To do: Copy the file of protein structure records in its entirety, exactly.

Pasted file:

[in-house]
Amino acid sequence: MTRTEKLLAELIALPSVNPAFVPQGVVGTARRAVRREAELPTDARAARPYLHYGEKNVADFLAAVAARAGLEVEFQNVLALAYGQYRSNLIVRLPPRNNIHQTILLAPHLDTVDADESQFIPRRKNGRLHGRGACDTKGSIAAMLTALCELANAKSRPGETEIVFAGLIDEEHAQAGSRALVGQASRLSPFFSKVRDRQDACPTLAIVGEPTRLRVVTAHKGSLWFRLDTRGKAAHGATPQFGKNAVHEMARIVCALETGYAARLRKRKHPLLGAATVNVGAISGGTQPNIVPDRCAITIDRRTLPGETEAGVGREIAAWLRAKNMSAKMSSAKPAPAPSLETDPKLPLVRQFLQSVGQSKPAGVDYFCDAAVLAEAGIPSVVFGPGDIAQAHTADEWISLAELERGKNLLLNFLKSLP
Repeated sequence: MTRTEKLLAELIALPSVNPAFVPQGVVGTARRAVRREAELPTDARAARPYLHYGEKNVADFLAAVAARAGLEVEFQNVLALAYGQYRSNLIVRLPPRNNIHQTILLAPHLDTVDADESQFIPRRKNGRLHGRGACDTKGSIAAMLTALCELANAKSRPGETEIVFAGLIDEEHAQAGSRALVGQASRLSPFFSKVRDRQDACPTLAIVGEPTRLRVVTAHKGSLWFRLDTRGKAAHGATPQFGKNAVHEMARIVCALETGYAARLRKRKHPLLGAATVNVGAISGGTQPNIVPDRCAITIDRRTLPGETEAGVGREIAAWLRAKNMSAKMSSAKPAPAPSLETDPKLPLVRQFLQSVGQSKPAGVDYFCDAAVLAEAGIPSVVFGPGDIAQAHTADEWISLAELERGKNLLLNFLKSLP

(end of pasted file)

[in-house]
Amino acid sequence: MTRTEKLLAELIALPSVNPAFVPQGVVGTARRAVRREAELPTDARAARPYLHYGEKNVADFLAAVAARAGLEVEFQNVLALAYGQYRSNLIVRLPPRNNIHQTILLAPHLDTVDADESQFIPRRKNGRLHGRGACDTKGSIAAMLTALCELANAKSRPGETEIVFAGLIDEEHAQAGSRALVGQASRLSPFFSKVRDRQDACPTLAIVGEPTRLRVVTAHKGSLWFRLDTRGKAAHGATPQFGKNAVHEMARIVCALETGYAARLRKRKHPLLGAATVNVGAISGGTQPNIVPDRCAITIDRRTLPGETEAGVGREIAAWLRAKNMSAKMSSAKPAPAPSLETDPKLPLVRQFLQSVGQSKPAGVDYFCDAAVLAEAGIPSVVFGPGDIAQAHTADEWISLAELERGKNLLLNFLKSLP
Repeated sequence: MTRTEKLLAELIALPSVNPAFVPQGVVGTARRAVRREAELPTDARAARPYLHYGEKNVADFLAAVAARAGLEVEFQNVLALAYGQYRSNLIVRLPPRNNIHQTILLAPHLDTVDADESQFIPRRKNGRLHGRGACDTKGSIAAMLTALCELANAKSRPGETEIVFAGLIDEEHAQAGSRALVGQASRLSPFFSKVRDRQDACPTLAIVGEPTRLRVVTAHKGSLWFRLDTRGKAAHGATPQFGKNAVHEMARIVCALETGYAARLRKRKHPLLGAATVNVGAISGGTQPNIVPDRCAITIDRRTLPGETEAGVGREIAAWLRAKNMSAKMSSAKPAPAPSLETDPKLPLVRQFLQSVGQSKPAGVDYFCDAAVLAEAGIPSVVFGPGDIAQAHTADEWISLAELERGKNLLLNFLKSLP